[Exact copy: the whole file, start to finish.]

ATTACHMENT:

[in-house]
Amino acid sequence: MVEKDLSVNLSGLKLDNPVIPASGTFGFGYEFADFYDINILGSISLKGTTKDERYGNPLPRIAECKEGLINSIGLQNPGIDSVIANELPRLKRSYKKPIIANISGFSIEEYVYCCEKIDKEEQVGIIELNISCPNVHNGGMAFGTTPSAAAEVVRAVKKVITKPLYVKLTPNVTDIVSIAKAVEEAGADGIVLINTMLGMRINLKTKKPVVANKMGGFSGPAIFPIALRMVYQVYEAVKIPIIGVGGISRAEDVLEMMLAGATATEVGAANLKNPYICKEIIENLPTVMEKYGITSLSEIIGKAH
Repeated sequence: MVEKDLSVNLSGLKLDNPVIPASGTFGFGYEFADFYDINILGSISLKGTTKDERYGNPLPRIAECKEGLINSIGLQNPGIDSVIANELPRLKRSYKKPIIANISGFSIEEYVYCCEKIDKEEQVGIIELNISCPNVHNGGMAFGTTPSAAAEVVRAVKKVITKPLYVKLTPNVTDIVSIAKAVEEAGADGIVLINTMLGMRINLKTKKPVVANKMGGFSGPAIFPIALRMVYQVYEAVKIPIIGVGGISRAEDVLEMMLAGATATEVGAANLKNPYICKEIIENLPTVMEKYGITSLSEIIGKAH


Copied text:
[in-house]
Amino acid sequence: MVEKDLSVNLSGLKLDNPVIPASGTFGFGYEFADFYDINILGSISLKGTTKDERYGNPLPRIAECKEGLINSIGLQNPGIDSVIANELPRLKRSYKKPIIANISGFSIEEYVYCCEKIDKEEQVGIIELNISCPNVHNGGMAFGTTPSAAAEVVRAVKKVITKPLYVKLTPNVTDIVSIAKAVEEAGADGIVLINTMLGMRINLKTKKPVVANKMGGFSGPAIFPIALRMVYQVYEAVKIPIIGVGGISRAEDVLEMMLAGATATEVGAANLKNPYICKEIIENLPTVMEKYGITSLSEIIGKAH
Repeated sequence: MVEKDLSVNLSGLKLDNPVIPASGTFGFGYEFADFYDINILGSISLKGTTKDERYGNPLPRIAECKEGLINSIGLQNPGIDSVIANELPRLKRSYKKPIIANISGFSIEEYVYCCEKIDKEEQVGIIELNISCPNVHNGGMAFGTTPSAAAEVVRAVKKVITKPLYVKLTPNVTDIVSIAKAVEEAGADGIVLINTMLGMRINLKTKKPVVANKMGGFSGPAIFPIALRMVYQVYEAVKIPIIGVGGISRAEDVLEMMLAGATATEVGAANLKNPYICKEIIENLPTVMEKYGITSLSEIIGKAH